SARAH BARO COLCHER, AN AFRICAN PRINCESS, WHO LIVED IN TOPSFIELD.
Buried in the family lot of Mr. Albert Austin Conant, in Pine Grove Cemetery, lies the body of an African princess. It was a strange mis-adventure that brought this girl from far away Africa to Topsfield where she lived for a number of years in the home of Major Nathaniel Conant, in the house now owned by Philip Palmer at the corner of Main and Haverhill streets. It happened that Mrs. Conant’s brother, Captain Austin Dodge, of Beverly, Mass., was owner of the bark Magdala, and made voyages to Africa. In 1844, while on one of these voyages, he was travelling inland near Sierra Leone, and came across a tribal war being fought there. In order to escape its cruelties many of the women and children were fleeing toward the coast, when some, from fatigue, dropped behind and became separated from the others.
A slave dealer, Don de Mer, just then came driving his slaves under the lash and, with a short raw-hide whip, forced some of these laggards to come along with his slaves. He was a passenger on Captain Dodge’s return trip and brought on board with him three of the last acquired negroes. The sailors made clothing for them, as they were quite nude, but one of these, a child about eight years of age had a certain string of beads about her waist which was thought to mark her as an African princess.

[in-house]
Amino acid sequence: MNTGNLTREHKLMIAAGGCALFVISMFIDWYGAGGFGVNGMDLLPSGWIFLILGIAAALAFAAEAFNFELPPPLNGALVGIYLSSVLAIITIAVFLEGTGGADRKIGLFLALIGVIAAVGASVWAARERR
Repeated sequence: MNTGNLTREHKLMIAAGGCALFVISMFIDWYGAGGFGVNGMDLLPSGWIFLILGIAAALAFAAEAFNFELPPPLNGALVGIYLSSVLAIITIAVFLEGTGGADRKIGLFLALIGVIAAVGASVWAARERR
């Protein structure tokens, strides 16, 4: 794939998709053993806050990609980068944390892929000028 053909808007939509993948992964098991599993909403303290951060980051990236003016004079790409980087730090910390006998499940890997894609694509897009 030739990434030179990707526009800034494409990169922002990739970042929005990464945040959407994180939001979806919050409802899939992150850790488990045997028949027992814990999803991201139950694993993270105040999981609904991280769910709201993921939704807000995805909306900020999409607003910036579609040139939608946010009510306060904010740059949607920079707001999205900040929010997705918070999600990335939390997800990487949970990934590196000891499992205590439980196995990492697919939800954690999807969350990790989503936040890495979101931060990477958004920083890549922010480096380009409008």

Don de Mer died on the passage and two of the africans were sent to a southern port, while the princess, who gave her name as Sarah Baro Colcher, was given to Captain Dodge who brought her home to his sister, Mrs. Elizabeth Dodge Conant, in Topsfield, who brought her up and gave her an excellent education. She proved trustworthy and grateful and developed into a fine woman. When she became of age she went into domestic service and was for many years cook in the home of Mrs. Gordon Dexter of Boston and Beverly Farms.
While she was living there she was taken ill and Mrs. Kilham of Beverly, the niece of Captain Kilham, had her brought to her home and cared for until she recovered. It was for a time the care of Miss Henrietta Kilham, now of Beverly and then a child, to read aloud to her every afternoon, and she remembers being told that in spite of all the intervening years she (Sarah) was never able to forget the lash. She was a very black negress but fine looking. She was born in the interior of Africa, some distance from the west coast at Sierra Leone, about 1836 and died in Boston at the home of a colored friend in 1882. Her body now lies in the family lot in Pine Grove Cemetery, Topsfield.
Historical Collections of the Topsfield Historical Society. The Topsfield Historical Society. 1923. Topsfield Essex County, Massachusetts, USA.